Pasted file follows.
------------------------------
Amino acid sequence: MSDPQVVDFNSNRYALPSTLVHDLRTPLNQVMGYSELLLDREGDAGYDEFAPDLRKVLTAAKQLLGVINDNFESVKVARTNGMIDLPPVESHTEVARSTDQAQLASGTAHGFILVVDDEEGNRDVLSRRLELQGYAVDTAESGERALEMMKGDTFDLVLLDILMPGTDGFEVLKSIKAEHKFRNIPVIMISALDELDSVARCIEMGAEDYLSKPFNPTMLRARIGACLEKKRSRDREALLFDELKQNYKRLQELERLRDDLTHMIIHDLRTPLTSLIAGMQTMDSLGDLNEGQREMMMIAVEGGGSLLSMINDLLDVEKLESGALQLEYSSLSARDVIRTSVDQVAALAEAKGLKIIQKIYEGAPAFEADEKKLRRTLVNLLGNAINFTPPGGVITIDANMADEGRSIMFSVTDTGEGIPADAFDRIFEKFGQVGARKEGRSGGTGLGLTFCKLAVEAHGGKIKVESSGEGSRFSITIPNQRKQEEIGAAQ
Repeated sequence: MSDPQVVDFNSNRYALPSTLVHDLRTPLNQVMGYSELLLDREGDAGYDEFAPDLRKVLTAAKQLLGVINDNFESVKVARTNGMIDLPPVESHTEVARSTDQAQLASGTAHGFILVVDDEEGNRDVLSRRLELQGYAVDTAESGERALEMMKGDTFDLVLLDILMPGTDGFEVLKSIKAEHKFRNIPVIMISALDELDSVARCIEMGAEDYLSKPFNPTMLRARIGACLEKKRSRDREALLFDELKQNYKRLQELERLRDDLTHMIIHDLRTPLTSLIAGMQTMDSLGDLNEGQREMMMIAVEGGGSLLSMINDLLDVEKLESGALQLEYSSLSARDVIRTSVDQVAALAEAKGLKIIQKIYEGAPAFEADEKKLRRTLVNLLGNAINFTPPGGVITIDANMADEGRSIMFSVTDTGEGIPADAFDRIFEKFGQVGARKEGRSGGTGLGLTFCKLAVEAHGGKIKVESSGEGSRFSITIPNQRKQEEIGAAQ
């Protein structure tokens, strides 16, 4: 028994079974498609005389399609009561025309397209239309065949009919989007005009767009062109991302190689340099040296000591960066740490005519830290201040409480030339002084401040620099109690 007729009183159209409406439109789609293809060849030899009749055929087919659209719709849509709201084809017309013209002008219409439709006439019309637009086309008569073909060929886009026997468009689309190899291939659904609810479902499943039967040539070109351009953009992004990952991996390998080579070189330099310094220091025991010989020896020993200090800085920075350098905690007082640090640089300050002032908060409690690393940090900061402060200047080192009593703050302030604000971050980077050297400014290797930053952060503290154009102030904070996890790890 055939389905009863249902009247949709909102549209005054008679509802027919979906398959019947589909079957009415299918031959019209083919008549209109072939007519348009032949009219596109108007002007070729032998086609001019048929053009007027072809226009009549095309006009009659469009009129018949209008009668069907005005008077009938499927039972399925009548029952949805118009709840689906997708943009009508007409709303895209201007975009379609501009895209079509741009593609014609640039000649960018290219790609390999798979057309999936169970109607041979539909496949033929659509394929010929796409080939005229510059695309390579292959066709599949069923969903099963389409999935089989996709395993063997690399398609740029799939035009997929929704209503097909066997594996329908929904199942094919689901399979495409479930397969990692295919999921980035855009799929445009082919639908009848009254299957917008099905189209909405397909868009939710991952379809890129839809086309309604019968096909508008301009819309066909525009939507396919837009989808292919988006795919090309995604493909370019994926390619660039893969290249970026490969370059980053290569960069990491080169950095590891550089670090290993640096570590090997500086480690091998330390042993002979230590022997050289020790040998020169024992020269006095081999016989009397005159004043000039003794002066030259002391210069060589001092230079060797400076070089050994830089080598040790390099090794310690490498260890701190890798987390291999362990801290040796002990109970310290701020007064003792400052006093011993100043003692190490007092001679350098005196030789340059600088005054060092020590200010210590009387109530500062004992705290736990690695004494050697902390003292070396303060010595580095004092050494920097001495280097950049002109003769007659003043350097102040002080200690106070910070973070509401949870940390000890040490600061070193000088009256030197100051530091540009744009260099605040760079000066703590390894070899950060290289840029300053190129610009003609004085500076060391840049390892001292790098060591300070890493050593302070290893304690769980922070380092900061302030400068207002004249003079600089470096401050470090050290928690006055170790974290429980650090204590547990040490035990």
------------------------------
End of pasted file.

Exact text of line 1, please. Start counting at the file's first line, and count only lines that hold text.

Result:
Amino acid sequence: MSDPQVVDFNSNRYALPSTLVHDLRTPLNQVMGYSELLLDREGDAGYDEFAPDLRKVLTAAKQLLGVINDNFESVKVARTNGMIDLPPVESHTEVARSTDQAQLASGTAHGFILVVDDEEGNRDVLSRRLELQGYAVDTAESGERALEMMKGDTFDLVLLDILMPGTDGFEVLKSIKAEHKFRNIPVIMISALDELDSVARCIEMGAEDYLSKPFNPTMLRARIGACLEKKRSRDREALLFDELKQNYKRLQELERLRDDLTHMIIHDLRTPLTSLIAGMQTMDSLGDLNEGQREMMMIAVEGGGSLLSMINDLLDVEKLESGALQLEYSSLSARDVIRTSVDQVAALAEAKGLKIIQKIYEGAPAFEADEKKLRRTLVNLLGNAINFTPPGGVITIDANMADEGRSIMFSVTDTGEGIPADAFDRIFEKFGQVGARKEGRSGGTGLGLTFCKLAVEAHGGKIKVESSGEGSRFSITIPNQRKQEEIGAAQ